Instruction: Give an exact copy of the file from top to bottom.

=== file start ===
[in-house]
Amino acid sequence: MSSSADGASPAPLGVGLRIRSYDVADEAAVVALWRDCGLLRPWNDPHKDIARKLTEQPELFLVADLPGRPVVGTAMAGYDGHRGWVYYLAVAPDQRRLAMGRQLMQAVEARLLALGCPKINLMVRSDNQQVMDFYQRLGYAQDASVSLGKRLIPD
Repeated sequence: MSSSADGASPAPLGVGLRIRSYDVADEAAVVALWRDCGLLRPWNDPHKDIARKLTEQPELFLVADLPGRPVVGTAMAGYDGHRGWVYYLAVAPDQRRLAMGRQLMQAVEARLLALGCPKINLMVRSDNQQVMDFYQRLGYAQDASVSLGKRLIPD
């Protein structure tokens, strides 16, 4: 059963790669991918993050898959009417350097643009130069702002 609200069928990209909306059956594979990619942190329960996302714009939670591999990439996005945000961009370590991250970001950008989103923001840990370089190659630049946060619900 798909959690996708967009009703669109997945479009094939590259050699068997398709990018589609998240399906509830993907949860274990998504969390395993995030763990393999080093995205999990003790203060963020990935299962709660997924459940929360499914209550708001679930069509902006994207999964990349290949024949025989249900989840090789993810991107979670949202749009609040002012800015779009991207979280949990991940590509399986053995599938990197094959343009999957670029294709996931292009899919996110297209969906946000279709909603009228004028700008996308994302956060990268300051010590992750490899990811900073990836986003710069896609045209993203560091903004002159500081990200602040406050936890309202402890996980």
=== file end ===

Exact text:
[in-house]
Amino acid sequence: MSSSADGASPAPLGVGLRIRSYDVADEAAVVALWRDCGLLRPWNDPHKDIARKLTEQPELFLVADLPGRPVVGTAMAGYDGHRGWVYYLAVAPDQRRLAMGRQLMQAVEARLLALGCPKINLMVRSDNQQVMDFYQRLGYAQDASVSLGKRLIPD
Repeated sequence: MSSSADGASPAPLGVGLRIRSYDVADEAAVVALWRDCGLLRPWNDPHKDIARKLTEQPELFLVADLPGRPVVGTAMAGYDGHRGWVYYLAVAPDQRRLAMGRQLMQAVEARLLALGCPKINLMVRSDNQQVMDFYQRLGYAQDASVSLGKRLIPD
């Protein structure tokens, strides 16, 4: 059963790669991918993050898959009417350097643009130069702002 609200069928990209909306059956594979990619942190329960996302714009939670591999990439996005945000961009370590991250970001950008989103923001840990370089190659630049946060619900 798909959690996708967009009703669109997945479009094939590259050699068997398709990018589609998240399906509830993907949860274990998504969390395993995030763990393999080093995205999990003790203060963020990935299962709660997924459940929360499914209550708001679930069509902006994207999964990349290949024949025989249900989840090789993810991107979670949202749009609040002012800015779009991207979280949990991940590509399986053995599938990197094959343009999957670029294709996931292009899919996110297209969906946000279709909603009228004028700008996308994302956060990268300051010590992750490899990811900073990836986003710069896609045209993203560091903004002159500081990200602040406050936890309202402890996980």